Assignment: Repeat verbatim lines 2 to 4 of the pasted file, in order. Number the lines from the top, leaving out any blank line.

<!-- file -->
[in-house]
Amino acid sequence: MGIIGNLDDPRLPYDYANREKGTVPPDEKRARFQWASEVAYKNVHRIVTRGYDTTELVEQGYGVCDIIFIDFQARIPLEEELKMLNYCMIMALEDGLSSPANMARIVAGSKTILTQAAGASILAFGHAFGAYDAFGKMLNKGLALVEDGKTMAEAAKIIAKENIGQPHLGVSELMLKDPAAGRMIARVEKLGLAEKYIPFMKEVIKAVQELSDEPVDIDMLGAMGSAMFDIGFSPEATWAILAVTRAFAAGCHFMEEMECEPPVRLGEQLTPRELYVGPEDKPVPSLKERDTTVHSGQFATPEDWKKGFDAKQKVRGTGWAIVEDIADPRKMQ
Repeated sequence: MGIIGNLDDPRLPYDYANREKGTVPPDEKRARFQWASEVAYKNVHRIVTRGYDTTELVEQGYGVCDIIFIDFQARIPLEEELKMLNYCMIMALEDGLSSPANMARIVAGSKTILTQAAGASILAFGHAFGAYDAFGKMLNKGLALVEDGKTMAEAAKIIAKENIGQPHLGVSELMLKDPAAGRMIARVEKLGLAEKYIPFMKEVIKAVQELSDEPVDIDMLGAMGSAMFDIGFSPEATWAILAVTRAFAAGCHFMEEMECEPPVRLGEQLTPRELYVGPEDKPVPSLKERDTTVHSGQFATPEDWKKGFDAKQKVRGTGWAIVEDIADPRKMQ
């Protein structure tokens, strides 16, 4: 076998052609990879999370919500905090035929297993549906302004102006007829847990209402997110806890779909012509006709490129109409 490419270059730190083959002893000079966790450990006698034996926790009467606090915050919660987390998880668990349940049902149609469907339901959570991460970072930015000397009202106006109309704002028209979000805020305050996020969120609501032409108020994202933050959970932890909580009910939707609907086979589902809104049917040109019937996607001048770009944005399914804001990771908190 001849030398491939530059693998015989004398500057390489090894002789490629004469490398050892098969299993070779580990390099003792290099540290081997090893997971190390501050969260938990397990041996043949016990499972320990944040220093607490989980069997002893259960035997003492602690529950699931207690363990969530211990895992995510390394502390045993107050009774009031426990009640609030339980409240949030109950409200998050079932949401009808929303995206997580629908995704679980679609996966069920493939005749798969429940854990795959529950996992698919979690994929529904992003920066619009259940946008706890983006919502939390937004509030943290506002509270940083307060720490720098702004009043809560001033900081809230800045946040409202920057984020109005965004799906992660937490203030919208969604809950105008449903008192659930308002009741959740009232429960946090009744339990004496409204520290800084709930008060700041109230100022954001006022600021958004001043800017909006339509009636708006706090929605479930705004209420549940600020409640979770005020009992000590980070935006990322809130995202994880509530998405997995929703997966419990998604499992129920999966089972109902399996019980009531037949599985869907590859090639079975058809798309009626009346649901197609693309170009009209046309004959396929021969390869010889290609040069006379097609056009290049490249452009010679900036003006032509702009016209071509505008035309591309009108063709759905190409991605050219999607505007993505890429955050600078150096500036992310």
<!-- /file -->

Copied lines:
Amino acid sequence: MGIIGNLDDPRLPYDYANREKGTVPPDEKRARFQWASEVAYKNVHRIVTRGYDTTELVEQGYGVCDIIFIDFQARIPLEEELKMLNYCMIMALEDGLSSPANMARIVAGSKTILTQAAGASILAFGHAFGAYDAFGKMLNKGLALVEDGKTMAEAAKIIAKENIGQPHLGVSELMLKDPAAGRMIARVEKLGLAEKYIPFMKEVIKAVQELSDEPVDIDMLGAMGSAMFDIGFSPEATWAILAVTRAFAAGCHFMEEMECEPPVRLGEQLTPRELYVGPEDKPVPSLKERDTTVHSGQFATPEDWKKGFDAKQKVRGTGWAIVEDIADPRKMQ
Repeated sequence: MGIIGNLDDPRLPYDYANREKGTVPPDEKRARFQWASEVAYKNVHRIVTRGYDTTELVEQGYGVCDIIFIDFQARIPLEEELKMLNYCMIMALEDGLSSPANMARIVAGSKTILTQAAGASILAFGHAFGAYDAFGKMLNKGLALVEDGKTMAEAAKIIAKENIGQPHLGVSELMLKDPAAGRMIARVEKLGLAEKYIPFMKEVIKAVQELSDEPVDIDMLGAMGSAMFDIGFSPEATWAILAVTRAFAAGCHFMEEMECEPPVRLGEQLTPRELYVGPEDKPVPSLKERDTTVHSGQFATPEDWKKGFDAKQKVRGTGWAIVEDIADPRKMQ
């Protein structure tokens, strides 16, 4: 076998052609990879999370919500905090035929297993549906302004102006007829847990209402997110806890779909012509006709490129109409 490419270059730190083959002893000079966790450990006698034996926790009467606090915050919660987390998880668990349940049902149609469907339901959570991460970072930015000397009202106006109309704002028209979000805020305050996020969120609501032409108020994202933050959970932890909580009910939707609907086979589902809104049917040109019937996607001048770009944005399914804001990771908190 001849030398491939530059693998015989004398500057390489090894002789490629004469490398050892098969299993070779580990390099003792290099540290081997090893997971190390501050969260938990397990041996043949016990499972320990944040220093607490989980069997002893259960035997003492602690529950699931207690363990969530211990895992995510390394502390045993107050009774009031426990009640609030339980409240949030109950409200998050079932949401009808929303995206997580629908995704679980679609996966069920493939005749798969429940854990795959529950996992698919979690994929529904992003920066619009259940946008706890983006919502939390937004509030943290506002509270940083307060720490720098702004009043809560001033900081809230800045946040409202920057984020109005965004799906992660937490203030919208969604809950105008449903008192659930308002009741959740009232429960946090009744339990004496409204520290800084709930008060700041109230100022954001006022600021958004001043800017909006339509009636708006706090929605479930705004209420549940600020409640979770005020009992000590980070935006990322809130995202994880509530998405997995929703997966419990998604499992129920999966089972109902399996019980009531037949599985869907590859090639079975058809798309009626009346649901197609693309170009009209046309004959396929021969390869010889290609040069006379097609056009290049490249452009010679900036003006032509702009016209071509505008035309591309009108063709759905190409991605050219999607505007993505890429955050600078150096500036992310």